Contracts with brand/patented drugs manufacturers often include aright‑of‑first‑refusal clause for cases where a generic drug becomesavailable during the term of the contract with the brand manufacturer.If the price of the generic drug is lower than the negotiated pricefor the brand/patented product, the GPO has the opportunityto sever the contract with the brand manufacturer.

In some cases, packaging, colour and/or shape of a drug can play acritical role in purchasing decisions. GPOs will often requesta sample of the drug to evaluate its appearance. To minimize medicalerrors in drug dispensing in hospitals, the appearance of a drug canmake a difference for the pharmacist. These factors may, at times,result in the purchase of a higher priced drug product.

As with retail pharmacies, drugs used by hospitals may be obtainedthrough IPD . Bystreamlining their pharmaceuticals procurement through an IPD, hospitals canbenefit from channel efficiencies, reduced inventory and decreasedadministrative costs.

  • Competitive contracting processes may be used to obtain IPD services. Keyconsiderations are whether the IPD can:
  • Service all members within its membership
  • Provide simplified invoicing
  • Guarantee delivery times
  • Ensure IT systemcompatibility for logistics management between the IPD and the GPO members.

Since drug prices are negotiated with the manufacturers, the mainpoint of negotiation with IPD is theirmark‑up. Distribution and warehousing services are also negotiated.

According to persons contacted for the study, bidding for multiplesource generic products can be highly competitive. Rebates off invoiceprices are often included in the contract negotiations. In the case of GPO s, manufacturerrebates are sent in a lump sum on a regular basis, usually quarterly,semi‑annually or annually.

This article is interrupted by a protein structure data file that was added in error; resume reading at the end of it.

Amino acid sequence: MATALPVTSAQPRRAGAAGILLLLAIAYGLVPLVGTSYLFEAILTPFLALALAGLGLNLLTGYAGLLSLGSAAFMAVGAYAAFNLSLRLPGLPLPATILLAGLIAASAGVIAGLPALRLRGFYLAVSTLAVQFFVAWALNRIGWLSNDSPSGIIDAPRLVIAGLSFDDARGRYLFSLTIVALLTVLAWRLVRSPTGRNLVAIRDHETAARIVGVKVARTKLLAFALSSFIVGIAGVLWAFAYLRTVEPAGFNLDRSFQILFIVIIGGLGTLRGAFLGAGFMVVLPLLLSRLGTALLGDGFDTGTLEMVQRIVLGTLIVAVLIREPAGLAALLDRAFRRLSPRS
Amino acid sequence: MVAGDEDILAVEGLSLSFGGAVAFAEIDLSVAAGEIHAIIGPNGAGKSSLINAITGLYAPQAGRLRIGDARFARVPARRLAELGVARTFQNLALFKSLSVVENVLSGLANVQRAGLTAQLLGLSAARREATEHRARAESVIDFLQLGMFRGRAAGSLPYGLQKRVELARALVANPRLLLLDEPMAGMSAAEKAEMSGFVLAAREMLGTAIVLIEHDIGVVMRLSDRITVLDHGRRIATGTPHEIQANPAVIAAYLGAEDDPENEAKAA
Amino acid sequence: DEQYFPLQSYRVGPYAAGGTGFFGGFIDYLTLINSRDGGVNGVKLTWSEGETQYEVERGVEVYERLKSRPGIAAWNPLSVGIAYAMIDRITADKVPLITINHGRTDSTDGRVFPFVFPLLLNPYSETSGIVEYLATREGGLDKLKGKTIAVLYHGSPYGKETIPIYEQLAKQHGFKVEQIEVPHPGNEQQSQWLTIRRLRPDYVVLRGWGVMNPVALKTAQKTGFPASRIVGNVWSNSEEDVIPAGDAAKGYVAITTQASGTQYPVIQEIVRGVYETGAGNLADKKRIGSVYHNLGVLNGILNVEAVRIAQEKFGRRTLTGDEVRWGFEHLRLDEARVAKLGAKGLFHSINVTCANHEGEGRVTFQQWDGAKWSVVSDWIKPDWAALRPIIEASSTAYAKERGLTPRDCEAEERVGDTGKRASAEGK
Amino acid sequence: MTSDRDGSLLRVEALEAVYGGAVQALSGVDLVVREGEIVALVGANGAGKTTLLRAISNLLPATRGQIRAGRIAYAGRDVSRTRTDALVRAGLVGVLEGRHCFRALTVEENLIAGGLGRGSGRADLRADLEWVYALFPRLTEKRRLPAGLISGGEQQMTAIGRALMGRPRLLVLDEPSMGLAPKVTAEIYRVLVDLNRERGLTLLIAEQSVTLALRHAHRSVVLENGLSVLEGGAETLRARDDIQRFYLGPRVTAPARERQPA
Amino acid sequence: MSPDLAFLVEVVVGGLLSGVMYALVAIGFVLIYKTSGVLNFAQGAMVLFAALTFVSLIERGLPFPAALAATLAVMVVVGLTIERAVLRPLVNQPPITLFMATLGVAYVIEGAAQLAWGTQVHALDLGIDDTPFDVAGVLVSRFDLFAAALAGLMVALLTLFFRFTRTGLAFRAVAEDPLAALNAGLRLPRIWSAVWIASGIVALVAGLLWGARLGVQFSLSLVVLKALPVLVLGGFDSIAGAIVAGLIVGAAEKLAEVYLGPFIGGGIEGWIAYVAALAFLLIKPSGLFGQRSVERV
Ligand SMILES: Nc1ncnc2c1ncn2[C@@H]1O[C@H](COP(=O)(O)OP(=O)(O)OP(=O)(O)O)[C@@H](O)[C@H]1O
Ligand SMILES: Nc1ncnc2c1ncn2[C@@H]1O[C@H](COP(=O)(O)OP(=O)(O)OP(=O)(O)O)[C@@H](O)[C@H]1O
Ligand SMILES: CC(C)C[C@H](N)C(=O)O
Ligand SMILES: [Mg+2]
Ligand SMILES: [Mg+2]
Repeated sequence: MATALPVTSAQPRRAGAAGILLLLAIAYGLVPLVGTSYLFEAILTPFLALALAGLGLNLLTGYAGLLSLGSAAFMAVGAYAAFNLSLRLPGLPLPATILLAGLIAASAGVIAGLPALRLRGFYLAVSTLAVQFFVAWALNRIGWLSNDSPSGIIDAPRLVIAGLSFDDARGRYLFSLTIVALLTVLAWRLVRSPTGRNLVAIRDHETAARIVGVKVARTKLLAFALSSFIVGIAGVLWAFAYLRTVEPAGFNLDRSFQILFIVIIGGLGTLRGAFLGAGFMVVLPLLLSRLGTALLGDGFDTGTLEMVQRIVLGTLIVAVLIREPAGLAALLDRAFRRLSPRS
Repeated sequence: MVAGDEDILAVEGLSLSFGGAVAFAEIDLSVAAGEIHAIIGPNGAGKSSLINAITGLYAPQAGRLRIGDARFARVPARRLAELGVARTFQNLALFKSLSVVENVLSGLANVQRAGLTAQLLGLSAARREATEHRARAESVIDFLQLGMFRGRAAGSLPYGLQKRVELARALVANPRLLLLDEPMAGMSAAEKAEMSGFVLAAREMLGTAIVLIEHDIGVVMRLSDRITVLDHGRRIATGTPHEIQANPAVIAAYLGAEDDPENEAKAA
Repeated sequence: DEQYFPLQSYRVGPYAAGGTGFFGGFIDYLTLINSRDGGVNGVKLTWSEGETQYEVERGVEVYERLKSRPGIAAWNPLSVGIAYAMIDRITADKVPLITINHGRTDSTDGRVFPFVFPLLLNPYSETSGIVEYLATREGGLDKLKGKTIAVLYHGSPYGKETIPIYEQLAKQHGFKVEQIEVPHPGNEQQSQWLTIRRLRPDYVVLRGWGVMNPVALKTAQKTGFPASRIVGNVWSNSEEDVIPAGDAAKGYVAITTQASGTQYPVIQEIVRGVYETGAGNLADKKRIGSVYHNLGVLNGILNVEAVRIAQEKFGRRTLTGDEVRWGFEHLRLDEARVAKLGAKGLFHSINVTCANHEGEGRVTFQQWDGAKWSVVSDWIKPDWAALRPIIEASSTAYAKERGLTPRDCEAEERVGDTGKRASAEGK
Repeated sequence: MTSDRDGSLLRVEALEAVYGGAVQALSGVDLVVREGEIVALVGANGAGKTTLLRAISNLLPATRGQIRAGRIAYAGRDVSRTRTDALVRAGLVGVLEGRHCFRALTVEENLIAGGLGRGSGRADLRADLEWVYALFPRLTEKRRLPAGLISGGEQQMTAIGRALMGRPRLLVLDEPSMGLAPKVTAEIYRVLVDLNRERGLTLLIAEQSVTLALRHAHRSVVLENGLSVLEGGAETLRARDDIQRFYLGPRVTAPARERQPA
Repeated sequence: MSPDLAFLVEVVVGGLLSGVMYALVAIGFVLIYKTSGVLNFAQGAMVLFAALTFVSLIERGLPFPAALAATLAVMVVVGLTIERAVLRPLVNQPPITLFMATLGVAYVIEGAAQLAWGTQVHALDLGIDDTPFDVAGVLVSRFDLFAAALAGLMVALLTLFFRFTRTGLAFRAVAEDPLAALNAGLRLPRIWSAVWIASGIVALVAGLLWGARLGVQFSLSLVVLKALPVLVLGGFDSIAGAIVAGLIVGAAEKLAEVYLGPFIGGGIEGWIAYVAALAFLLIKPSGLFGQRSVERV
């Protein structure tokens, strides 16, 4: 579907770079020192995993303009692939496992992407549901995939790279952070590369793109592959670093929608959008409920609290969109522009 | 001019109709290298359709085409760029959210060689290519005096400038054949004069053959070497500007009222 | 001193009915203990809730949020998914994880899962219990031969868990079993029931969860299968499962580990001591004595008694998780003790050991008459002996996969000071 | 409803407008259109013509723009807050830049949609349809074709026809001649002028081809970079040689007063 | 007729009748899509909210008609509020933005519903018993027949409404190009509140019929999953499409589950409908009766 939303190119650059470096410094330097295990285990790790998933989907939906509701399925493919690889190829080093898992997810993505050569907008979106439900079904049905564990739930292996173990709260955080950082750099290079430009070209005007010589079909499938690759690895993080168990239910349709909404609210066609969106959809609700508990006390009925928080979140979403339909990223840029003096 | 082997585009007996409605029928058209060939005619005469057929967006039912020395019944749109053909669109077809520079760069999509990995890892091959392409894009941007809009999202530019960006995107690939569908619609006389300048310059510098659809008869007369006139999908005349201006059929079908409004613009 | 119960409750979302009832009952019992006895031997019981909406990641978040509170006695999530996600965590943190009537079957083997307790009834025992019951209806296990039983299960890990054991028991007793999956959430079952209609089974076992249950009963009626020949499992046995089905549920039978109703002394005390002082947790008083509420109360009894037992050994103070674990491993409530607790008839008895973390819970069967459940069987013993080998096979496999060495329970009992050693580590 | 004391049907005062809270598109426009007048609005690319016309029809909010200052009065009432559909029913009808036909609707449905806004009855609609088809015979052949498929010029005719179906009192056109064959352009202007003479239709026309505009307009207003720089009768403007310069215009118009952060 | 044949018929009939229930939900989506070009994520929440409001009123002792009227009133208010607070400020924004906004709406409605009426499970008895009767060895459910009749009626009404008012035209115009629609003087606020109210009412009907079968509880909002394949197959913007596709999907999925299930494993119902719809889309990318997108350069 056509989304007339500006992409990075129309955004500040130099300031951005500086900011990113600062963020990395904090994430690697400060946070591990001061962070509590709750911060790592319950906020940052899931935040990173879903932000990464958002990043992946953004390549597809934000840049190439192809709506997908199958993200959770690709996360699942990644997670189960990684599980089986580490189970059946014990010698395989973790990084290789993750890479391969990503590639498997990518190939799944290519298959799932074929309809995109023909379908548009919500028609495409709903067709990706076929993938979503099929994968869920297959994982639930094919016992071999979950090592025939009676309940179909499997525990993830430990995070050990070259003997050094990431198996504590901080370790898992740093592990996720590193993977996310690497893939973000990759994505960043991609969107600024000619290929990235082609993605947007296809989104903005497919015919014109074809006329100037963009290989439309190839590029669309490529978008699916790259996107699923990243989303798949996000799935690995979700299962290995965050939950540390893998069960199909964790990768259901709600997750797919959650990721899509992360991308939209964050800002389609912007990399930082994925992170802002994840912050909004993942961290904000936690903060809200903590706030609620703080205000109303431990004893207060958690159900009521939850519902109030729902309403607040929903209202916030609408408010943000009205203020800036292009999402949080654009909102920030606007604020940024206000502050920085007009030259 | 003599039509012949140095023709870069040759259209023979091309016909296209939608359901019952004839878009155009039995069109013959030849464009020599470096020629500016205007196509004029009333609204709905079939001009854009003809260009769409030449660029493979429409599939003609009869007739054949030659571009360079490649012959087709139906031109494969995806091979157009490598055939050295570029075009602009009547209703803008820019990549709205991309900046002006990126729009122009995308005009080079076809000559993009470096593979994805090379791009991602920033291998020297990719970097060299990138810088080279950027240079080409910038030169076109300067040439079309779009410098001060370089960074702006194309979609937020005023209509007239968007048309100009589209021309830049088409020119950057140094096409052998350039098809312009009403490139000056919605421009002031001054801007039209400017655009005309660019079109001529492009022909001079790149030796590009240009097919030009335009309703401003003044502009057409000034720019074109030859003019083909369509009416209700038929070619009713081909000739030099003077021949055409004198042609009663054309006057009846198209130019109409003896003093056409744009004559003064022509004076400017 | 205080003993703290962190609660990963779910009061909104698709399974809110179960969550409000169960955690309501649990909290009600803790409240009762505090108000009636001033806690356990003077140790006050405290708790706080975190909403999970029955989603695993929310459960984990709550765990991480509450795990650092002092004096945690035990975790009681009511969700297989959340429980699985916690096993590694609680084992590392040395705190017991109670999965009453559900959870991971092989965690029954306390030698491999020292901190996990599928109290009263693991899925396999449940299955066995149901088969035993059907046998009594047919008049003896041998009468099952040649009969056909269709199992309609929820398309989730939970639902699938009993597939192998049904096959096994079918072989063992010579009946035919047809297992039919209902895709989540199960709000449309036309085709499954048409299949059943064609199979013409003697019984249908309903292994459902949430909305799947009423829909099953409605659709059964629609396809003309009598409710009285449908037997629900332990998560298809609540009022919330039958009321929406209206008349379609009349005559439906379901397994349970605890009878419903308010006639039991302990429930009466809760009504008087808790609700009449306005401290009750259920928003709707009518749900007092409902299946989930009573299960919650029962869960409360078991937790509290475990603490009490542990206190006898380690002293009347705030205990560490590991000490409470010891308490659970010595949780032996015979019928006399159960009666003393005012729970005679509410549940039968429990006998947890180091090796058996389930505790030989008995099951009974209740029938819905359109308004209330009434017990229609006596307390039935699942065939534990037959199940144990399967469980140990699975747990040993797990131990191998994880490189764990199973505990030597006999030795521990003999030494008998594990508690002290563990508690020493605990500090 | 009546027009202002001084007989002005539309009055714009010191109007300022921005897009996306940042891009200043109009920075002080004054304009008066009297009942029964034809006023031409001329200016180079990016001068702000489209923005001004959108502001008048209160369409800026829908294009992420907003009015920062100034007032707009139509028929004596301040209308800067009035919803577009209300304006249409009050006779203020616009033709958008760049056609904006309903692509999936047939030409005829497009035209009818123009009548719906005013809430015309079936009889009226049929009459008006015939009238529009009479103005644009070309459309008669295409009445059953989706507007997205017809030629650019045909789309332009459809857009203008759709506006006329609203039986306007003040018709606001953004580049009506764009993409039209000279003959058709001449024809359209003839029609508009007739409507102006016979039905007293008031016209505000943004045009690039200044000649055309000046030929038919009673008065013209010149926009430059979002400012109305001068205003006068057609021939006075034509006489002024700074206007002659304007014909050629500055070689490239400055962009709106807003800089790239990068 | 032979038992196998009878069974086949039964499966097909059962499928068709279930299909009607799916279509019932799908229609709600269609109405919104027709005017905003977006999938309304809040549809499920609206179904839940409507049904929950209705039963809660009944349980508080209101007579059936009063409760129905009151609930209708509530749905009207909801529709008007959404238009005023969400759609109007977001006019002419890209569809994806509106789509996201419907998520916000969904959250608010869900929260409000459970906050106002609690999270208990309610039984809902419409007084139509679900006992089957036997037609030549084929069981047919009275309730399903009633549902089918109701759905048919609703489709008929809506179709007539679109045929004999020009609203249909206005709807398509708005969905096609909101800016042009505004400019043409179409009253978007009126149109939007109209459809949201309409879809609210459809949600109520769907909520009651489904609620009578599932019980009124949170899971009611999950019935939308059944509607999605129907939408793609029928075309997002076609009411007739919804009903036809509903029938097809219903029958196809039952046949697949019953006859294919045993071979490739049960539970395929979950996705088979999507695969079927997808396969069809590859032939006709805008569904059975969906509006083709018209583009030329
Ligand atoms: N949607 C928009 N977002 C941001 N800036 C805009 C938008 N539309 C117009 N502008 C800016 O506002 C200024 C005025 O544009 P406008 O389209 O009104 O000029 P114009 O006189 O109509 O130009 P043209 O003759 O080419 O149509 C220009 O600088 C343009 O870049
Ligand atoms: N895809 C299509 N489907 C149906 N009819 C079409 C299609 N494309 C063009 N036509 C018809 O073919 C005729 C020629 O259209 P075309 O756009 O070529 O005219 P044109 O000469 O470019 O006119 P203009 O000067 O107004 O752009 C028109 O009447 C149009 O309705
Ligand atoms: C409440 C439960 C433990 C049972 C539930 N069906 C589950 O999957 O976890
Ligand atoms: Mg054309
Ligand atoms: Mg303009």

Table 12 indicates how hospitals pay relatively low invoice prices forgeneric drugs. The table compares invoice prices paid by hospitals toretail pharmacies for individual generic products, identified by DIN. The table does notreflect any off invoice rebates that may be paid to either retail orhospital pharmacies. For each province, for each drug, the ratiobetween the retail pharmacy and hospital unit invoice price wascalculated. Footnote 63

Table 12. Inter‑provincial pharmacy/hospitalprice ratio analysis, 2006
Generic Drugs AB BC MB NB NS ON PEI / NL QC SK Average

Data source: IMS Health.























Number of Drugs











As indicated by the table, retail pharmacy invoice prices tendto be well in excess of hospital invoice prices. On average, pharmacyinvoice prices were approximately 39 per cent higher than hospitalinvoice prices, with differences within provinces ranging from 20% inSaskatchewan to 48% in Nova Scotia.

It was not possible to obtain data on any rebates provided tohospitals that are not accounted for in their invoices. To the extentsuch rebates are provided, they constitute a further gap between thenet price paid by hospitals and the retail pharmacy invoice pricesnormally reimbursed by private and public drug plans.